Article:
- My Grandmother's Housecoat
No one else's arms could fill these sleeves, no othershoulders, broad as a mule driver's shouting gee and hawall day to the factory buttonholer, the workhorseof her body circling home to this tufted chenille.Housecoat, she would say, not robe, word of the middleclass whose dim surface her piecemeal life barely rippled.Coral rosettes swirled down the front belied her scuffleto light the flame at five, doors shut to unheated rooms,her chug to the bus stop. I've clocked my time, hunchedat a desk in violet fluorescence—but I've not spun the samenessof men's shirts in a hurricane of lint and bobbins, makingproduction under a foreman's squint. I've not bowed tothe unraveling of missed stitches, stuck gearbox and pulley,docked pay. In my closet, years after her death, robe shapeshiftsto housecoat hung loose before the whistle blast, beforeshe slips inside. Sometimes I sink into its rag batting, dwarfedby cuffs and waist. I drape myself in its weary embrace,used Kleenex still balled in the pocket. [End Page 106]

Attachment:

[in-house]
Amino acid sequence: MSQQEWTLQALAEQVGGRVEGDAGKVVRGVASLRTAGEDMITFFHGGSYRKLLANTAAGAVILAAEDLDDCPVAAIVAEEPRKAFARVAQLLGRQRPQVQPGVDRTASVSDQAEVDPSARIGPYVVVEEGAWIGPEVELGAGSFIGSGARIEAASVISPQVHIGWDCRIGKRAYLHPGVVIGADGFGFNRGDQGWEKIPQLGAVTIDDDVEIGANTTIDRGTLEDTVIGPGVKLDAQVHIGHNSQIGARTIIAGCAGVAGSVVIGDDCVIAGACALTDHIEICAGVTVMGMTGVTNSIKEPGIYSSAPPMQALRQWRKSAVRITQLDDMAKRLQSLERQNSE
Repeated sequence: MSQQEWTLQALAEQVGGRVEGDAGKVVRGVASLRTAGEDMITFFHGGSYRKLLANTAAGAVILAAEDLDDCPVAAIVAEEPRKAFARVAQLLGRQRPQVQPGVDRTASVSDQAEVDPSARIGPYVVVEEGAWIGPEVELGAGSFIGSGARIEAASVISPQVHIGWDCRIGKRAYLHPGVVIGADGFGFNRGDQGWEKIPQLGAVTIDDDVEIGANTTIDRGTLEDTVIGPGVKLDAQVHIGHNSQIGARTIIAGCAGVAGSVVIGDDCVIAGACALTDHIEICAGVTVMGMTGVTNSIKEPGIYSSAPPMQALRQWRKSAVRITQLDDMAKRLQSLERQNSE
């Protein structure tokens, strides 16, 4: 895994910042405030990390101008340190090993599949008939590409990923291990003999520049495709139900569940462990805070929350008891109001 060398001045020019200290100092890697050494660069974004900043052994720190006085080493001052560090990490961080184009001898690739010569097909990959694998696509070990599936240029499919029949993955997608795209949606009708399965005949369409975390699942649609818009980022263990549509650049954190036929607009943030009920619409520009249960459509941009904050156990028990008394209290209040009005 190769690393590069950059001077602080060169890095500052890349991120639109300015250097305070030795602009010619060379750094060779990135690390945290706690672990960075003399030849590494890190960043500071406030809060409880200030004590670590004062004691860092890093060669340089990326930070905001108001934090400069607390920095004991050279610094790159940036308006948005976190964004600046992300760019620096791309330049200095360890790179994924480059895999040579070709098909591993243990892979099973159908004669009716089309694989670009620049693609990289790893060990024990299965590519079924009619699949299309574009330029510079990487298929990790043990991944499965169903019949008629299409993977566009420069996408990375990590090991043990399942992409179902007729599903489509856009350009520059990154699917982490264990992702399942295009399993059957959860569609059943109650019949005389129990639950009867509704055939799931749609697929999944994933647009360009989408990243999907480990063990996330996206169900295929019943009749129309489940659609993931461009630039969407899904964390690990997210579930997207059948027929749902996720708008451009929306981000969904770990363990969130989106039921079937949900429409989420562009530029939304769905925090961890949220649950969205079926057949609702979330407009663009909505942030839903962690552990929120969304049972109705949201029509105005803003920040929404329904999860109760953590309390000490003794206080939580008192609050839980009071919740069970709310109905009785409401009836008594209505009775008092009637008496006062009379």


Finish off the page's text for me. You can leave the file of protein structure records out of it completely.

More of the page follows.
Linda Parsons Marion of Knoxville works as an editor at the University of Tennessee and was poetry editor for Now & Then for fourteen years. Her third poetry collection, Bound, was published by Wind this year.